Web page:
- Electronic – (with prior agreement of payer), e.g. by email; via a secure website – in a durable medium e.g. an invoice which allows the payer to store and access the information and reproduce it unchanged. The payer can then be e mailed / texted etc to advise that the information is available on the website or via SMS (text message). This may be more suitable for some types of organisation – e.g. mobile phone providers who are collecting for a top-up and/or organisations who have already provided a written Advance Notice.
- Orally – usually on an ad hoc basis. This isn’t suitable for providing a schedule of collections. Note: Transcripts of calls aren’t accepted by the bank as proof of Advance Notice being given but they can be useful for any future discussions with the payer. Service users may also provide advance notice to blind or visually impaired payers on CD / Cassette.
Remember: Proof that advance notice has been issued does not provide proof that the payer has received it! If you hold incorrect address or e mail details for example or if the payer is different from your customer, the correct person may have never received the information – just one of many reasons why its important to keep payer details up to date!
5. How much Advance Notice do I have to provide?
Advance Notice must be provided to the payer before any collections are taken from an account and the length of the advance notice depends on what has been agreed with the sponsoring bank. If you are unsure what time period your organisation has, you can check the information contained within your Direct Debit Guarantee as it has to state this time period.
Typically, the default period (the time allowed for receipt of the advance notice by the payer) is a minimum of 10 working days plus postal time. If your organisation has not requested anything different you will typically be required to give 10 days. It is possible however to request a shorter time period from your sponsoring bank – for example 3 working days. If this is agreed your Direct Debit Guarantee should reflect this and you would be required to provide 3 working days plus postal time.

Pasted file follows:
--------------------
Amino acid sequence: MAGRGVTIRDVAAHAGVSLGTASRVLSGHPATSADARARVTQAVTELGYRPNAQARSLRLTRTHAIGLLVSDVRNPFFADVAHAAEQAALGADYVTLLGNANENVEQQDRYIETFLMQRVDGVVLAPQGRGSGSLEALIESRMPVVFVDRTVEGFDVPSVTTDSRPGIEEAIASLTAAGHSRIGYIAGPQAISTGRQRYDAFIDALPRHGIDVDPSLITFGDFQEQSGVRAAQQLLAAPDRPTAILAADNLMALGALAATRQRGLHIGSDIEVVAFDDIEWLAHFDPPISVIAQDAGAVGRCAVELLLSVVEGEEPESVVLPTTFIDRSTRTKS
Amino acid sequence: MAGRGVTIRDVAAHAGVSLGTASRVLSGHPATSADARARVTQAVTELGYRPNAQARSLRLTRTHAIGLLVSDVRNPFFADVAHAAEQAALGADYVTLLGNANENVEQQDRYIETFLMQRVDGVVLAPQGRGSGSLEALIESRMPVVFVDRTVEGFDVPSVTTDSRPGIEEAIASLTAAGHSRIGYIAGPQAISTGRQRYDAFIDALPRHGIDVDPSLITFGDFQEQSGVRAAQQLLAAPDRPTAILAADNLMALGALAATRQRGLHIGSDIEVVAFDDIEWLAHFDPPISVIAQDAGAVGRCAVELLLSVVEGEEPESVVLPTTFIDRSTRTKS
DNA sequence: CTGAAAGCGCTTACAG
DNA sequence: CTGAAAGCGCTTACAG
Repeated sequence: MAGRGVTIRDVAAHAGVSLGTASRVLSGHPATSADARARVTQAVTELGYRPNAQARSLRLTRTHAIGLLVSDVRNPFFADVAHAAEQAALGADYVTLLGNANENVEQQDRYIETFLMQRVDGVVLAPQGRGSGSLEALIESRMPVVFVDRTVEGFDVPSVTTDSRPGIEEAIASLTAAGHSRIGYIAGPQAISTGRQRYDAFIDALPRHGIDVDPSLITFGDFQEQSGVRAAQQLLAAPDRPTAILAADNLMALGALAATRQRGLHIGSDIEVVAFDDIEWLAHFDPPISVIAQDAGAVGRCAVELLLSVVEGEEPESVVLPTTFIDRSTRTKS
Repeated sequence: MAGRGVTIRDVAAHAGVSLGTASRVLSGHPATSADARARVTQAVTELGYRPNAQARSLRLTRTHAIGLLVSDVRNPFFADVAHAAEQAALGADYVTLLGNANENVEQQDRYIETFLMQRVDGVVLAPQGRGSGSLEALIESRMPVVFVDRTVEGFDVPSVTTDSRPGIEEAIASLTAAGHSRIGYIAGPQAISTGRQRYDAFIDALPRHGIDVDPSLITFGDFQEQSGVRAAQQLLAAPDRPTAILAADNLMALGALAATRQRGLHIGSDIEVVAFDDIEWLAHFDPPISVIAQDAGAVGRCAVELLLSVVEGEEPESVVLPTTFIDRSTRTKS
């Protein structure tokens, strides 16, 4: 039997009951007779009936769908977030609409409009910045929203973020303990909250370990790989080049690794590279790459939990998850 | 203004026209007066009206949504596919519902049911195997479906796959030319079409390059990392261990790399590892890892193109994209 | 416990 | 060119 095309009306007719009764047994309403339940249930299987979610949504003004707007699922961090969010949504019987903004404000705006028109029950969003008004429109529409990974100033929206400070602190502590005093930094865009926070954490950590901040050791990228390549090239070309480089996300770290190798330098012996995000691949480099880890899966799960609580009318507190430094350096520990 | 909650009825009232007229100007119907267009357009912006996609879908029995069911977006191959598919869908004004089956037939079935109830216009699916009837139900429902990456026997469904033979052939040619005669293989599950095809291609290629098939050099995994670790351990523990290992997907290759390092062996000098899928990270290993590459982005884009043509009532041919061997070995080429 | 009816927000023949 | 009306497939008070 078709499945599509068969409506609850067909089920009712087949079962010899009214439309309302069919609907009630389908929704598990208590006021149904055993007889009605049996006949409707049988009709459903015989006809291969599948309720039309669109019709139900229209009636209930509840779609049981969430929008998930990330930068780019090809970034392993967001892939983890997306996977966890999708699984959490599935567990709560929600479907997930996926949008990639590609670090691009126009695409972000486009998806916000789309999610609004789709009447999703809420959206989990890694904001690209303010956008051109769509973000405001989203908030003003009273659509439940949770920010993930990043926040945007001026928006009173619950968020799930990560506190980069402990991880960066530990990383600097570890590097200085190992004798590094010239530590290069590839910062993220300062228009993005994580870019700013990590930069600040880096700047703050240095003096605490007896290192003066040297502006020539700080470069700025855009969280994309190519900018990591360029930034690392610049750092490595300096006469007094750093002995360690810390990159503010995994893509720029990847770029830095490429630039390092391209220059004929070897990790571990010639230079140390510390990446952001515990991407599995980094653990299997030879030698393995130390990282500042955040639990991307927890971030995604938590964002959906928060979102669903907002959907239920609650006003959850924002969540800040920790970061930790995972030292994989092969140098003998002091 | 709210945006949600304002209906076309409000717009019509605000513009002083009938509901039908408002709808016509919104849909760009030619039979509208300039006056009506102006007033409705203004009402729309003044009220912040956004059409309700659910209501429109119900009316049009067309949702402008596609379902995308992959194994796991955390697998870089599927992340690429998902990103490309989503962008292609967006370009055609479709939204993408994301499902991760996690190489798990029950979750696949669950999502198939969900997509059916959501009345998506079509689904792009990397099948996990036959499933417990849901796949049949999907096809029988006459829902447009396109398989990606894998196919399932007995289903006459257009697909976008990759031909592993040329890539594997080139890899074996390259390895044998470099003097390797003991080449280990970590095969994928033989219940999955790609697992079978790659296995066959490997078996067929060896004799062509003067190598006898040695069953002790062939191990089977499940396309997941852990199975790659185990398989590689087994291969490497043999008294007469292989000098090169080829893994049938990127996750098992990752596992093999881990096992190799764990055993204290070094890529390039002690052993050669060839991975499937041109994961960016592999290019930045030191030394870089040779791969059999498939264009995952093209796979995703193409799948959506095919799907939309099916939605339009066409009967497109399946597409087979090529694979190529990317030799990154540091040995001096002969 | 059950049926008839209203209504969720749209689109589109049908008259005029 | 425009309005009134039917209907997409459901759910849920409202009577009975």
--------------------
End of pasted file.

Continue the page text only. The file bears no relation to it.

6. If I don’t collect on time, should I provide a new Advance Notice?
The Direct Debit Rules state that Direct Debits must never be collected early and should be taken on or within 3 working days after the date advised to the payer. Sometimes it is not possible to collect a Direct Debit when planned. Software failures, unexpected staffing absence or database issues could all affect an organisations ability to transmit their files to Bacs. This should be avoided if possible and its why its good practice to have a Bureau on contingency standby for emergencies even if you have your own software. Read more about this service on our website.
If your organisation fails to collect the Direct Debit as advised to the payer, you could collect it at a later date. Where this is more than 3 working days after the originally advised date, then you will need to provide Advance Notice again. If the date is amended then you must remember to allow the full advance notification period – unless you agree differently with the payer.
Any more questions?
If you have any questions about this information – or about any of the other rules relating to Advance Notice – please contact us and we will be happy to help. If you are interested in learning more about the Direct Debit Scheme – see our website for details about Direct Debit Training.